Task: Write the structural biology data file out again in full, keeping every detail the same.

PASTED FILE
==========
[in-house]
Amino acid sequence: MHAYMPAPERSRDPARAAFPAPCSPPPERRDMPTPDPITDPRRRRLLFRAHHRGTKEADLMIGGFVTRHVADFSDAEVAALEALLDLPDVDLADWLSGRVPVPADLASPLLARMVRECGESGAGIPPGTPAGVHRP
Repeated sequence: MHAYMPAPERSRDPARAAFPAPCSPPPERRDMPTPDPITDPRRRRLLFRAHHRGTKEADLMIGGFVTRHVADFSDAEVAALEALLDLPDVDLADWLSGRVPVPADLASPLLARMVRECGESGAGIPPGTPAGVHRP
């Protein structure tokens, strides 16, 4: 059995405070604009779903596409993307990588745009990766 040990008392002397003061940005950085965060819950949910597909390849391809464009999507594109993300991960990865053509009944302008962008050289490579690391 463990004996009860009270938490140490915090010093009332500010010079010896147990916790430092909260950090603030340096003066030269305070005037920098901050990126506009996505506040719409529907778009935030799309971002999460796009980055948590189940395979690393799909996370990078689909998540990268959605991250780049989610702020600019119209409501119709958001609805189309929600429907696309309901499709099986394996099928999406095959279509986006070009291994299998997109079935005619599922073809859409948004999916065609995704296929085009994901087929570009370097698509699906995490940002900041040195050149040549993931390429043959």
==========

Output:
[in-house]
Amino acid sequence: MHAYMPAPERSRDPARAAFPAPCSPPPERRDMPTPDPITDPRRRRLLFRAHHRGTKEADLMIGGFVTRHVADFSDAEVAALEALLDLPDVDLADWLSGRVPVPADLASPLLARMVRECGESGAGIPPGTPAGVHRP
Repeated sequence: MHAYMPAPERSRDPARAAFPAPCSPPPERRDMPTPDPITDPRRRRLLFRAHHRGTKEADLMIGGFVTRHVADFSDAEVAALEALLDLPDVDLADWLSGRVPVPADLASPLLARMVRECGESGAGIPPGTPAGVHRP
């Protein structure tokens, strides 16, 4: 059995405070604009779903596409993307990588745009990766 040990008392002397003061940005950085965060819950949910597909390849391809464009999507594109993300991960990865053509009944302008962008050289490579690391 463990004996009860009270938490140490915090010093009332500010010079010896147990916790430092909260950090603030340096003066030269305070005037920098901050990126506009996505506040719409529907778009935030799309971002999460796009980055948590189940395979690393799909996370990078689909998540990268959605991250780049989610702020600019119209409501119709958001609805189309929600429907696309309901499709099986394996099928999406095959279509986006070009291994299998997109079935005619599922073809859409948004999916065609995704296929085009994901087929570009370097698509699906995490940002900041040195050149040549993931390429043959």